If I always told you the truth, I wouldn’t have to ask you to trust me.

If that statement makes sense… Then why does this happen:

1. I believe that God always tells the truth.
2. He asks us to trust him.
3. It should be a quick yes because of #1 (in theory).
4. But we don’t.

Or at least I don’t, not in this situation. I wish I did, and I tell myself I do, but I know I don’t because deep down I’m still worrying.

What if this isn’t the right way?
What if you’re not calling me to this industry?
What if all these sacrifices are made and it turns out that they were for nothing and based on hollow dreams?
What if I don’t have the patience and persistence I think I have and I lose my resolve and quit?
What if I do end up regretting this path and the warnings people are giving me will haunt me til I see you?
What if I don’t make enough to survive in a world where the cost of living is going up every year?

Hmm. The cost of living. I wonder how Jesus would define that. But that’s for another post.

Even as I type those questions, they seem so silly and materialistic, and I know that asking them is asking the wrong questions. And yet there they are.

Well, first thing. How do I know that this is where I think I’m being called. Honestly, I’m not sure that I do. I do know, that nothing makes me feel more alive… Like I’m a machine that’s figured out what it can do. A few other times, I felt the same way and I thought I was being led in one direction, but then it passed. This could be a phase… But whether it is or not, all the other other times taught me something, and deepened my understanding of something in some way, and opened the door to the next “phase.”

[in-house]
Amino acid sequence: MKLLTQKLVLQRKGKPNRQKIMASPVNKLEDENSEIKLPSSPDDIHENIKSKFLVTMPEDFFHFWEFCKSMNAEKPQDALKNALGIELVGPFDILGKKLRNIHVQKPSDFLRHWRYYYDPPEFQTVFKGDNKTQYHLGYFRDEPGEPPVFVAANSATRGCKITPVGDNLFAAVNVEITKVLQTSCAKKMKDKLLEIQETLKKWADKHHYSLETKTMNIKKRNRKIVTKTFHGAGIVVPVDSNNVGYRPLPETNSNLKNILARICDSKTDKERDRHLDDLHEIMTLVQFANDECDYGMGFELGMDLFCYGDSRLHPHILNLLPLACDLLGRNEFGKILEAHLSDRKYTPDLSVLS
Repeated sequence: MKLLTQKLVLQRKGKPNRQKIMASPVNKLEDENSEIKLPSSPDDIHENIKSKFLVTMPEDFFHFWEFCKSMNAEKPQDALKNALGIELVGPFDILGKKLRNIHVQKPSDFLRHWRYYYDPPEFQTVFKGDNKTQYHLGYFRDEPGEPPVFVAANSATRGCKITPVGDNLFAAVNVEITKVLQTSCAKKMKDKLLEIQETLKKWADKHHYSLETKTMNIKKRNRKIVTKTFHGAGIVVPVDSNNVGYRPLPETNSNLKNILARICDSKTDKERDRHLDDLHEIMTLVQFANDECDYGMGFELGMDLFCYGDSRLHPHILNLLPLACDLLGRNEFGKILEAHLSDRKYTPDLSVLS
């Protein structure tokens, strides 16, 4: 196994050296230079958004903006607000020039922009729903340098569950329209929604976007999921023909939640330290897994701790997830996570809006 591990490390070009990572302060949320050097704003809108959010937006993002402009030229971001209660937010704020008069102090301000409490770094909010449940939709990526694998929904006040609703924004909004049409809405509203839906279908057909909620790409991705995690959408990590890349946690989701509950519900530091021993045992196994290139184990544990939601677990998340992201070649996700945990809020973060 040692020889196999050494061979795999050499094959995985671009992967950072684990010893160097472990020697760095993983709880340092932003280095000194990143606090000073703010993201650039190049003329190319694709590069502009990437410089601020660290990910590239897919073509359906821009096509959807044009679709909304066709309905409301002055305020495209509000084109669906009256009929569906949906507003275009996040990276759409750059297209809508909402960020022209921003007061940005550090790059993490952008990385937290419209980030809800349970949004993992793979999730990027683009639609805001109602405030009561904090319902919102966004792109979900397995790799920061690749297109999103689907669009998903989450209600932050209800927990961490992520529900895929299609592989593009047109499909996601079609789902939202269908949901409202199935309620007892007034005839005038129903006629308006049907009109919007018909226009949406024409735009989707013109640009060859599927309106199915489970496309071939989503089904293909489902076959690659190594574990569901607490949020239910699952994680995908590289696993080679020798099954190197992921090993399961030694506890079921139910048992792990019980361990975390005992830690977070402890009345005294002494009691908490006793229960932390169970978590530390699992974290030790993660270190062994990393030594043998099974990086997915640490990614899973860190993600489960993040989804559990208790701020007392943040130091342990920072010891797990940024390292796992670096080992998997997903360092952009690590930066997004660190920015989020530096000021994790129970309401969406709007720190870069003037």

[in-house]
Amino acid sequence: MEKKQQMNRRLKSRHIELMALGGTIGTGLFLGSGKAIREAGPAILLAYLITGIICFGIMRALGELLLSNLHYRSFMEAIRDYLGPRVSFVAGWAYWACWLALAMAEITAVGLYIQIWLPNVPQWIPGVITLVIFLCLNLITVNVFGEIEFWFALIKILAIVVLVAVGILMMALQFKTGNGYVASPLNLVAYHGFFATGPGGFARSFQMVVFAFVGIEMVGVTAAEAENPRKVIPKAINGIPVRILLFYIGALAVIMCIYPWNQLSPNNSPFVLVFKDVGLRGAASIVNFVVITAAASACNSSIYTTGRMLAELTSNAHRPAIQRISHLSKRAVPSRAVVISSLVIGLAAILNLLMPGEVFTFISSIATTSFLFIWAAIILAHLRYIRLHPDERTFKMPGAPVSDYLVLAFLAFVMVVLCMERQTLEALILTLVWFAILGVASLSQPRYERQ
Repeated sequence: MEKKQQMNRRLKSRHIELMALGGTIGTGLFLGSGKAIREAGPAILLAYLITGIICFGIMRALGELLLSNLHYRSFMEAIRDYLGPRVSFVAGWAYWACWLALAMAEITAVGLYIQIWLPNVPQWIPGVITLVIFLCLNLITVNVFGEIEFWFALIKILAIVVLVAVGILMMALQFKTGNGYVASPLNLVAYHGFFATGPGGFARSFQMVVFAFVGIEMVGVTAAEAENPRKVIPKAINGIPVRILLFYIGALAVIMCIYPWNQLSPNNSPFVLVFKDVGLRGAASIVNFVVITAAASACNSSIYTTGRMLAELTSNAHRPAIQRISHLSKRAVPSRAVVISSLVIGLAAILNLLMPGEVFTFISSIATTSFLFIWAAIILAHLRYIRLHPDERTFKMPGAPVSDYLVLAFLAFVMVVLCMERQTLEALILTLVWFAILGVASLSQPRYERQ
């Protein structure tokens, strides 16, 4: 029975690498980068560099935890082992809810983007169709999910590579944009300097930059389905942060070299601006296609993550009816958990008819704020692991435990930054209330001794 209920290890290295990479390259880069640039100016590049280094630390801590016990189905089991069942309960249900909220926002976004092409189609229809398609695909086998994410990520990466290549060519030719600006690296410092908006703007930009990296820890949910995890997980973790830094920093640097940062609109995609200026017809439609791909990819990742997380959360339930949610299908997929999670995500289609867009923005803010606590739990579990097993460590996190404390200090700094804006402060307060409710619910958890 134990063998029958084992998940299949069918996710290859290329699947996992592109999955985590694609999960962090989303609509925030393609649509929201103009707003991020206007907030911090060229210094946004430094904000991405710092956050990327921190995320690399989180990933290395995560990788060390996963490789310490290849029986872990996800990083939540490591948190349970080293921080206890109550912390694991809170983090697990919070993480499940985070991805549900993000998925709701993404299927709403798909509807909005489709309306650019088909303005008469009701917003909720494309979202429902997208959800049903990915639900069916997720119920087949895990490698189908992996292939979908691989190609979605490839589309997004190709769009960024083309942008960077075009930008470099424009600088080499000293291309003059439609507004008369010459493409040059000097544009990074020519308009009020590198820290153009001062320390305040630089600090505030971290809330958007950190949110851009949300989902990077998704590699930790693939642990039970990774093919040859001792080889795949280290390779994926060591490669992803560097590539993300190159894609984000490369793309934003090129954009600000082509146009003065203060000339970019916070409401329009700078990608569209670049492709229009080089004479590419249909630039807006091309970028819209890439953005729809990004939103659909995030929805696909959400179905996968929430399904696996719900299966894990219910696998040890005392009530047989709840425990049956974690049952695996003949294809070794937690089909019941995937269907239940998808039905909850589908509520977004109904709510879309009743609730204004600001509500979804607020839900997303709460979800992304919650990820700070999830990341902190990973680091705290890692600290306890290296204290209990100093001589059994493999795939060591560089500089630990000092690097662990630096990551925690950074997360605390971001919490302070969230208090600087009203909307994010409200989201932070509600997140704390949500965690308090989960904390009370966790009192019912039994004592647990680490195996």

I could just be justifying all this to make myself feel better, but through all the “phases,” they still had the same goal, but a different form. (Hehe, not unlike the last of the Timelords himself… Different shapes, different personalities, same person.) Each phase was born out of the last. So is this a phase? Maybe, but in other ways, not really.

Second thing. I’ve said it before, but… Does it matter? Does what I do or end up doing and how I do it matter? Well… Yes and no.

No not really, because God has a goal in mind, and can use anything to achieve it. If we were all tools in a shed, He could MacGyver paperclips into a bicycle. The question is, why?

If a screwdriver says I want to hammer nails… It’s possible to do it if you’re creative enough, but it wouldn’t be as good as the hammer’s job and… Why on earth would you let the screwdriver hammer nails? So it does matter what you do in terms of what you were made to do, but it’s God thats doing the work through you.